And how does Savini feel about CGI? He acknowledges that today’s films use more of it than special effects make-up, but that the two methods work well together. Affirming that HBO’s CGI-heavy Spartacus and the Rise Of The Planet of the Apes film are both spectacular, he added that CGI is “training” audiences to “accept it as real.” He feels that you have to pretend that it’s happening whereas with his work and that of Rick Baker (An American Werewolf In London, Hellboy, The Wolfman), “it IS happening.” That being said, Savini was clear that special effects are like “magic tricks.”
As far as technology goes, Savini loves it, saying “I love living today and all the gadgets,” adding “when I was little I was lucky to have a can with string attached to it.” He did confess that bad effects in big budget movies do annoy him: “They don’t know hw to add green to the fake blood when it’s shot on a white background.” He also doesn’t like effects that don’t have structure underneath, specifically older episodes of Star Trek: The Next Generation where “Worf looks like he’s wearing pudding on his head.”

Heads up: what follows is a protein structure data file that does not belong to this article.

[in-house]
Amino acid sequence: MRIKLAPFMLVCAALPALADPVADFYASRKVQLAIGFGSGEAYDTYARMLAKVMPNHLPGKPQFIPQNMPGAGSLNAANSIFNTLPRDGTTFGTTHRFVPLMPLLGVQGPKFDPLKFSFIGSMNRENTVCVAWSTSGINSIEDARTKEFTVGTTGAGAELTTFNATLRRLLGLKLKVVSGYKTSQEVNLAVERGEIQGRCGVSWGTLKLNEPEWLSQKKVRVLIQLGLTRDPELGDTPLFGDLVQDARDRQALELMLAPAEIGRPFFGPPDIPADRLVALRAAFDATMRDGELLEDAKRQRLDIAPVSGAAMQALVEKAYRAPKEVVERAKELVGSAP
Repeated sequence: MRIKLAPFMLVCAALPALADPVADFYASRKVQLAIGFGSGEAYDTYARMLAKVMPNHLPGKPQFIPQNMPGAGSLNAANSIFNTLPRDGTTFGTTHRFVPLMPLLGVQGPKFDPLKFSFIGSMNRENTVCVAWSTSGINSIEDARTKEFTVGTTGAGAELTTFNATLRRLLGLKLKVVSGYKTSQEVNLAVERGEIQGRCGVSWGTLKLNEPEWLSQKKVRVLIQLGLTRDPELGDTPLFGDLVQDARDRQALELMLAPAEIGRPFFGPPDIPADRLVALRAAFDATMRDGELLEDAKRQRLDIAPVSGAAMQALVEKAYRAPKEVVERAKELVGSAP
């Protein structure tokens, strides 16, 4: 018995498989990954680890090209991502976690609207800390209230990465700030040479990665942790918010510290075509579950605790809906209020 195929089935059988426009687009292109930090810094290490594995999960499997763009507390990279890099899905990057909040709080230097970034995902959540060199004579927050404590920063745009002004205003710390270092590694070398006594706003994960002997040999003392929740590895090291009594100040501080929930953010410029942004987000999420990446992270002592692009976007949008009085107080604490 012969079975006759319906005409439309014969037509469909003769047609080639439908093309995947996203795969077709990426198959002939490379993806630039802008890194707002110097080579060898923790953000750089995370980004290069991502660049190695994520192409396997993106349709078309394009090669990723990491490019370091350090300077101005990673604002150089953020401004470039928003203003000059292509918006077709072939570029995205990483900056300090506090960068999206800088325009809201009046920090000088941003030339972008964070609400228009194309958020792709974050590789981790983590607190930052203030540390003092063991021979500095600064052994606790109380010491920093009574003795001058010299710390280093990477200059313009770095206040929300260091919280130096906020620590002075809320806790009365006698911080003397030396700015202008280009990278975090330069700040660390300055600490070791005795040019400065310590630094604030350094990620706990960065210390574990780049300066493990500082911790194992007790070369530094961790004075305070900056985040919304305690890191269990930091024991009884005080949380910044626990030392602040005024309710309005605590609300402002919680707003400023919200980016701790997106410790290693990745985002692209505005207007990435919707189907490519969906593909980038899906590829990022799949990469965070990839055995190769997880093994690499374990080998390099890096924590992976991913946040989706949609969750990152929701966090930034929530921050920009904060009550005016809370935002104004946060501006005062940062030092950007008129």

And although he’s frequently referred to as “The Sultan of Splatter” or “The Godfather of Gore,” there are limits. Savini doesn’t find the “torture porn” genre entertaining, emphatically stating: “I will never watch Hostel.” And he’ll never watch Dario Argento’s Stendahl Syndrome again because “that stuff stays in your head.” He also feels that “the less you show, the better it is” and reads every script he’s offered to make sure that it doesn’t involve hurting children. If it does, he will pass on the project.